There is something so comfortable in re-reading a book. It’s like walking down a familiar road ““ you know the lay of the land, and you can take your time, unhurried by the thrill of new discovery. Still, as you meander further, small details pop out that you hadn’t noticed before.
When I was a kid, I would re-read books constantly. I was a voracious reader, and retreading those cozy pages didn’t diminish the scope of my literary journey. But, even with my brain safely soaking up new information, my dad would still give me a good-natured hard time about it. “How many times have you read that book? Four?”
As I’ve gone through school, the amount of time I spend on reading books just for fun has decreased, eaten away by other, more pressing demands. I know, I know. What can be more pressing than diving, eyes first, into someone else’s story? My dissertation, for starters. Also, the dog gets awfully whiny when I neglect his walks.
I regret not reading more. I still buy books often, only to have them collect dust on every available surface in my house. I refuse to place them on bookshelves until I’ve actually read them, my last desperate attempt to keep some sort of order among their ranks. They slowly make their way from the side table to the bookshelf, but at a clip that would embarrass 10-year-old me. She’d give me a scolding if she weren’t a) trapped in the past, b) nervous about talking to adults and c) likely scarred by the experience of seeing future-her.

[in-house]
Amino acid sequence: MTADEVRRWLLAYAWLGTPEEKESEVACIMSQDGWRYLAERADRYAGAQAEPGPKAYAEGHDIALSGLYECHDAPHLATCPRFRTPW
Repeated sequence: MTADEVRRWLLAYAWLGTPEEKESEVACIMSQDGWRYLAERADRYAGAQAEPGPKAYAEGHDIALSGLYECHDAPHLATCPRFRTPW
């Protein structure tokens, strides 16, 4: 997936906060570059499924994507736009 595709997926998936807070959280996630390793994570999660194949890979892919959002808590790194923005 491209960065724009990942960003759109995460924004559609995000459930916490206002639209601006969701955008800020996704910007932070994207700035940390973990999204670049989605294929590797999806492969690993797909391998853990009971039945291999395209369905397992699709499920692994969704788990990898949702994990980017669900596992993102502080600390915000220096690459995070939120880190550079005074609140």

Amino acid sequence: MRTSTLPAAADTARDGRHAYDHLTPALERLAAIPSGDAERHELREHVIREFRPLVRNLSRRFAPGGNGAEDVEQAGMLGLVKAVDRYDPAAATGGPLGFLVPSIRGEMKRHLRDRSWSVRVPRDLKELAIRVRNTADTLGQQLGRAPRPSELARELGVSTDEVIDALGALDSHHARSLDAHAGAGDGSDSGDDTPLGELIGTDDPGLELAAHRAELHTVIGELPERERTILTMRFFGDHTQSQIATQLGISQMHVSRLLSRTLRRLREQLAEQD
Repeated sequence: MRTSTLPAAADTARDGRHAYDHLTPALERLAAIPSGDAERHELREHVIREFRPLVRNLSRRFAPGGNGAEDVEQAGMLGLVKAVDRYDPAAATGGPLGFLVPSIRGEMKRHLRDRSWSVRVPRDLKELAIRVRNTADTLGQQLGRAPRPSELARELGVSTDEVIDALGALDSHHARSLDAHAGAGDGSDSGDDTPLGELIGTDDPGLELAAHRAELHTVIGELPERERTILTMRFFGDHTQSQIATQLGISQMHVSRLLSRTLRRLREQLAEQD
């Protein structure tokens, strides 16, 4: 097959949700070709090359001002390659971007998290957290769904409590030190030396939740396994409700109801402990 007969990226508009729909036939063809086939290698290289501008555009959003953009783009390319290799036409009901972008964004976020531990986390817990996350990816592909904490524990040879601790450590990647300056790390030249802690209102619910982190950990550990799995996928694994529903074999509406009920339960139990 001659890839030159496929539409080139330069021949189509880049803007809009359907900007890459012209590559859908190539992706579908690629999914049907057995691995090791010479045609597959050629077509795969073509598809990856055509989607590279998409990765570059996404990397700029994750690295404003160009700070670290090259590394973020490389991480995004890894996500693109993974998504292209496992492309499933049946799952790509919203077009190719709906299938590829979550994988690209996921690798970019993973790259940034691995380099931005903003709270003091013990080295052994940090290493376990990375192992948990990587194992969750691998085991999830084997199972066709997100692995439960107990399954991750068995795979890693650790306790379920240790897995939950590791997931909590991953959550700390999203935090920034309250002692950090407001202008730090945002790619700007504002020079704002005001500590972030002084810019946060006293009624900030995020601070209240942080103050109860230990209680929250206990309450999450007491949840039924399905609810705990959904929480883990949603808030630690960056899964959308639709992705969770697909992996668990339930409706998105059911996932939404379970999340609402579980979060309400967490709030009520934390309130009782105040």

The biggest casualty in this war with time is the loss of the chance to re-read old books. Each one gets read once. A few get a second glance, but only the ones light enough to hold my scattered attention during travel. This loss hurts the most, and not just because I miss the feeling of wandering down a familiar path.
Isn’t it funny how change becomes most apparent against a constant backdrop? Books are these beautifully static things until people interact with them. This feeling, this missing of the chance to go back and re-read isn’t just about revisiting a story, but about revisiting a me. I can’t believe I don’t have time for that any more.
Each time I walk through a book, the characters reflect me. So as I change and age, hopefully mature but definitely age, the characters change, too. The scenery takes on new tints of light, casual words hold more or less weight. The books are fundamentally the same, yet completely different due to my differences. I learn as much about the story, the characters, the author, the human condition, as I do about myself. It’s a process of interactive reflection, a chance to see which scars and tattoos I’ve acquired, to see how my younger self has in some ways become a stranger.
I love seeing summer reading lists come out. They are like New Year’s resolutions ““ brimming with optimism for the willpower of our future selves. I try to make some for myself, but they become far too long. This year, I’ll inevitably try again to make a list, budgeting one week per book, 12 books per summer. But unlike in the past, I will make sure some of those listed are old friends, just itching to be read again.